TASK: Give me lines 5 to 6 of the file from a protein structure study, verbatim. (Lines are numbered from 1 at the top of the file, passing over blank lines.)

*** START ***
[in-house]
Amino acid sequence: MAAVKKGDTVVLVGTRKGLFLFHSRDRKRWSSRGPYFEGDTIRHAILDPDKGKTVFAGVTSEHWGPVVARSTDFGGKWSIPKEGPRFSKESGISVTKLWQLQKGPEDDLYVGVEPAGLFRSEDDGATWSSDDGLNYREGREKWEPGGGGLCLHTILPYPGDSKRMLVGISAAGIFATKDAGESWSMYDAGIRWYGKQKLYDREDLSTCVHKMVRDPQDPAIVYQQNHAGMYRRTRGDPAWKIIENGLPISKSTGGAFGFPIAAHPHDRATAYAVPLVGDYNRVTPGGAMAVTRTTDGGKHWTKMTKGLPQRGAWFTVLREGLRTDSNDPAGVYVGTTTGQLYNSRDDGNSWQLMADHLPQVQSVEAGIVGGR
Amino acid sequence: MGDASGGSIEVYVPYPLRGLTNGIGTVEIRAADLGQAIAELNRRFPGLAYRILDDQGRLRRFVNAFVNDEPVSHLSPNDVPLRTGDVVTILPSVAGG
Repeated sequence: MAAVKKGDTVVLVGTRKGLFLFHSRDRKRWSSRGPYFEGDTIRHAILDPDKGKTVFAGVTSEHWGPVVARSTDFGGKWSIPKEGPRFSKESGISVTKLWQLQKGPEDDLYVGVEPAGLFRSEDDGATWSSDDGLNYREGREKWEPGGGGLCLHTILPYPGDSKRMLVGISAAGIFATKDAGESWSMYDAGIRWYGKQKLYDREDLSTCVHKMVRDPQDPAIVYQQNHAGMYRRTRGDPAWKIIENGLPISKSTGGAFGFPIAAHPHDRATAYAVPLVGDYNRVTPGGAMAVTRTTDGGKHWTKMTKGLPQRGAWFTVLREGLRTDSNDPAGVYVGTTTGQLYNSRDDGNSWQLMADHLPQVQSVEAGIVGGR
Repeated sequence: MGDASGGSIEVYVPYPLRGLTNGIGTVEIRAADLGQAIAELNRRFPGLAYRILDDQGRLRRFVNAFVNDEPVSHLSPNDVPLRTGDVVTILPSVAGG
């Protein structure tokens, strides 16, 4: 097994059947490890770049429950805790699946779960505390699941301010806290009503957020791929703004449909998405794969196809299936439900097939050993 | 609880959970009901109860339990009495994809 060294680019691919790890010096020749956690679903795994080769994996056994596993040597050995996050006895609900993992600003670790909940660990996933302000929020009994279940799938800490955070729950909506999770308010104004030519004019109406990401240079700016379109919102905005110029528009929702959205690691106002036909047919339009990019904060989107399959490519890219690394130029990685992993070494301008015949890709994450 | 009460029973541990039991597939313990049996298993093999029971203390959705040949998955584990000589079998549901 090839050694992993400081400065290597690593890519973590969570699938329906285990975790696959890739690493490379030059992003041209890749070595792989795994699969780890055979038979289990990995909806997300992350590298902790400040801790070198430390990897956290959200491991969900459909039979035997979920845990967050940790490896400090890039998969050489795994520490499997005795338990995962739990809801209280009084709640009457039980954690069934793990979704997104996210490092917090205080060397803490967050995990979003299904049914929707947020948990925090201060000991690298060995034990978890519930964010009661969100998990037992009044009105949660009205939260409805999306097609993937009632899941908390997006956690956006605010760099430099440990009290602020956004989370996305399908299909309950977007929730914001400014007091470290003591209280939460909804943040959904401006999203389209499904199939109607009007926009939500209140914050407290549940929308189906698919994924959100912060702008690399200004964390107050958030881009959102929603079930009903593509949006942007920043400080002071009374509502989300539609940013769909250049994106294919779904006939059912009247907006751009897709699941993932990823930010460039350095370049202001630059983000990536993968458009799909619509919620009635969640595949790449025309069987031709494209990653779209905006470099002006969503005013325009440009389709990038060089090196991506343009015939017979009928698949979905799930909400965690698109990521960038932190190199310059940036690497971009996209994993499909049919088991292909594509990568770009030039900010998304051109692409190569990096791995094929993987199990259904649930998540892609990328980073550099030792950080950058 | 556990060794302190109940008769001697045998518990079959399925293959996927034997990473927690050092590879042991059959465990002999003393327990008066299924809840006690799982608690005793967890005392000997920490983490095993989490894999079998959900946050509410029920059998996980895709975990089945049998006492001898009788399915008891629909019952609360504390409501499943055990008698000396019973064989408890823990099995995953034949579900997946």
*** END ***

Repeated sequence: MGDASGGSIEVYVPYPLRGLTNGIGTVEIRAADLGQAIAELNRRFPGLAYRILDDQGRLRRFVNAFVNDEPVSHLSPNDVPLRTGDVVTILPSVAGG
């Protein structure tokens, strides 16, 4: 097994059947490890770049429950805790699946779960505390699941301010806290009503957020791929703004449909998405794969196809299936439900097939050993 | 609880959970009901109860339990009495994809 060294680019691919790890010096020749956690679903795994080769994996056994596993040597050995996050006895609900993992600003670790909940660990996933302000929020009994279940799938800490955070729950909506999770308010104004030519004019109406990401240079700016379109919102905005110029528009929702959205690691106002036909047919339009990019904060989107399959490519890219690394130029990685992993070494301008015949890709994450 | 009460029973541990039991597939313990049996298993093999029971203390959705040949998955584990000589079998549901 090839050694992993400081400065290597690593890519973590969570699938329906285990975790696959890739690493490379030059992003041209890749070595792989795994699969780890055979038979289990990995909806997300992350590298902790400040801790070198430390990897956290959200491991969900459909039979035997979920845990967050940790490896400090890039998969050489795994520490499997005795338990995962739990809801209280009084709640009457039980954690069934793990979704997104996210490092917090205080060397803490967050995990979003299904049914929707947020948990925090201060000991690298060995034990978890519930964010009661969100998990037992009044009105949660009205939260409805999306097609993937009632899941908390997006956690956006605010760099430099440990009290602020956004989370996305399908299909309950977007929730914001400014007091470290003591209280939460909804943040959904401006999203389209499904199939109607009007926009939500209140914050407290549940929308189906698919994924959100912060702008690399200004964390107050958030881009959102929603079930009903593509949006942007920043400080002071009374509502989300539609940013769909250049994106294919779904006939059912009247907006751009897709699941993932990823930010460039350095370049202001630059983000990536993968458009799909619509919620009635969640595949790449025309069987031709494209990653779209905006470099002006969503005013325009440009389709990038060089090196991506343009015939017979009928698949979905799930909400965690698109990521960038932190190199310059940036690497971009996209994993499909049919088991292909594509990568770009030039900010998304051109692409190569990096791995094929993987199990259904649930998540892609990328980073550099030792950080950058 | 556990060794302190109940008769001697045998518990079959399925293959996927034997990473927690050092590879042991059959465990002999003393327990008066299924809840006690799982608690005793967890005392000997920490983490095993989490894999079998959900946050509410029920059998996980895709975990089945049998006492001898009788399915008891629909019952609360504390409501499943055990008698000396019973064989408890823990099995995953034949579900997946």